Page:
This may seem like a strange question but when I am running pen and paper campaigns and the party enters a new area from somewhere high up (like a mountain overlooking a city) I am always unsure about how to describe what they see because I have no sense of how much distance one can see given the curvature of the world and a given height. Knowing this information would help me design my maps as well as give an appropriate description to the players.

So, leaving out things such as atmospheric conditions and other high objects in the way (assume the vantage point looking out is by far the highest object), how could I calculate the field of view and distance for an average human? Other simplifications may be necessary; I'm just looking for a quick and dirty estimate (an equation) that is realistic enough for an RPG where everything is in the player's heads. However, I have seen very complicated answers on this SE so if you want to add more detail please feel free. For the purpose of this answer, assume that we are dealing with Earth.

  • $\begingroup$ This is a question for google or physics.stackexchange.com Unless of course it has to do with the conditions of a different world than our own. $\endgroup$ – Martine Votvik Jun 30 '16 at 14:32
  • $\begingroup$ What Martine said; this is not a question about building a world, so it's off topic for us. It'd be a better fit for Physics or maybe even Mathematics because it's really just trigonometry. $\endgroup$ – a CVn Jun 30 '16 at 14:40
  • $\begingroup$ This is a question for roleplaying, and it has been answered there already though it was closed as off-topic there since it did not ask in terms of rpg. $\endgroup$ – Gary Walker Jun 30 '16 at 14:56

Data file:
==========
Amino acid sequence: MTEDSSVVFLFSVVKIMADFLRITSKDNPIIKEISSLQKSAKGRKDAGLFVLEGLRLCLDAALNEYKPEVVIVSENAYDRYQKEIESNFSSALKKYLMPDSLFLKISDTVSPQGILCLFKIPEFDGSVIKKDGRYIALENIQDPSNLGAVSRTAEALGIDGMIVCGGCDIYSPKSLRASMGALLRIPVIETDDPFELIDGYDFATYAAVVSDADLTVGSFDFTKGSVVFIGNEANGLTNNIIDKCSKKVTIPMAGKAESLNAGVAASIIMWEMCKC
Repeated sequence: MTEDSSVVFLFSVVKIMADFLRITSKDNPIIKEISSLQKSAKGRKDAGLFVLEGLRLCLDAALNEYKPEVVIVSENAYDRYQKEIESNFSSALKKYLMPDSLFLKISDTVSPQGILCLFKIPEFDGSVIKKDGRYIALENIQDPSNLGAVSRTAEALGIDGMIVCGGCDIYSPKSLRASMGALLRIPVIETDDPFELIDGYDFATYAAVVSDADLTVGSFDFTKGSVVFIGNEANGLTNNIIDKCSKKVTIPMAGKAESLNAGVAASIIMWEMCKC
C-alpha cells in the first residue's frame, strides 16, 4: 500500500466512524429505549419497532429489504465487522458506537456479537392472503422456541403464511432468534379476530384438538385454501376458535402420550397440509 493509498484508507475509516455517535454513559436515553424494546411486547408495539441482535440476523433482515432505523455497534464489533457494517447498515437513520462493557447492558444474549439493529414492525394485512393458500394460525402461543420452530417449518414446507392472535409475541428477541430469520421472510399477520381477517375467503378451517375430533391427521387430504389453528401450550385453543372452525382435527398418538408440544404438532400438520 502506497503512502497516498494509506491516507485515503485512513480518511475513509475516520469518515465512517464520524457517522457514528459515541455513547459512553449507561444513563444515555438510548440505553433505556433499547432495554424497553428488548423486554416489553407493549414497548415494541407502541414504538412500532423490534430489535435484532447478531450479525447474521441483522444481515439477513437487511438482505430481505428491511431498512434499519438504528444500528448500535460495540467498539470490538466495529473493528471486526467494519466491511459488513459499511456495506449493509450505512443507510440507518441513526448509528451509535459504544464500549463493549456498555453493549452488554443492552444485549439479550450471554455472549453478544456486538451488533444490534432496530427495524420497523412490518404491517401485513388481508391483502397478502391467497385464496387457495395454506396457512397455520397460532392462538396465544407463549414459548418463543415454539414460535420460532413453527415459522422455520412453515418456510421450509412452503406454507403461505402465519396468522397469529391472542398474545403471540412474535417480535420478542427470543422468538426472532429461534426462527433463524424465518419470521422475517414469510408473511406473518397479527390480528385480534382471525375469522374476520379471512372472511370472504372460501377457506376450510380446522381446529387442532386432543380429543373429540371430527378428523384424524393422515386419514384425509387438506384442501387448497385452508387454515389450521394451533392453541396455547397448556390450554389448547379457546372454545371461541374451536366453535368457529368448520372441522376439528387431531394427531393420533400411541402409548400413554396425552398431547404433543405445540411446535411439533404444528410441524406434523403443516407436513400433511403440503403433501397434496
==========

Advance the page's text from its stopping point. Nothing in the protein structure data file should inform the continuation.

• $\begingroup$ Fair enough. I just figured that this would factor into building a world - it certainly does for my own worldbuilding and seems more like a worldbuilding question than an RPG one. If the world was for a novel or movie this question could still be relevant for the characters. I asked the question in terms of Earth because it's curvature has a known value. Then anyone could change the formula to the curvature of their world as necessary. I don't know the curvature of my world offhand. Regardless, the roleplaying topic linked above seems to have enough information for me to figure it out. $\endgroup$ – syntonicC Jun 30 '16 at 15:47
  • $\begingroup$ Do you want travelling distance or miles? $\endgroup$ – Bookeater Jun 30 '16 at 17:52

The quick and dirty estimate is in imperial units for an Earth size world.

Distance to horizon in miles is half your height in feet.

If you're 6ft tall it's about 3 miles, if you're 100ft up and 6ft tall it's 53 miles.

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  • $\begingroup$ That estimate is only good for fairly small heights. If you're 100ft up and 6ft tall, the horizon is about 12 miles away, not 53 miles. A better approximation is that (on the earth) if your eyes are $h$ feet above sea level, the horizon distance in miles is about the square root of 1.5 times $h$. $\endgroup$ – Rick Decker Jun 30 '16 at 17:29
  • $\begingroup$ @RickDecker you're correct, but the important thing to remember is that it doesn't actually matter $\endgroup$ – Separatrix Jun 30 '16 at 17:33

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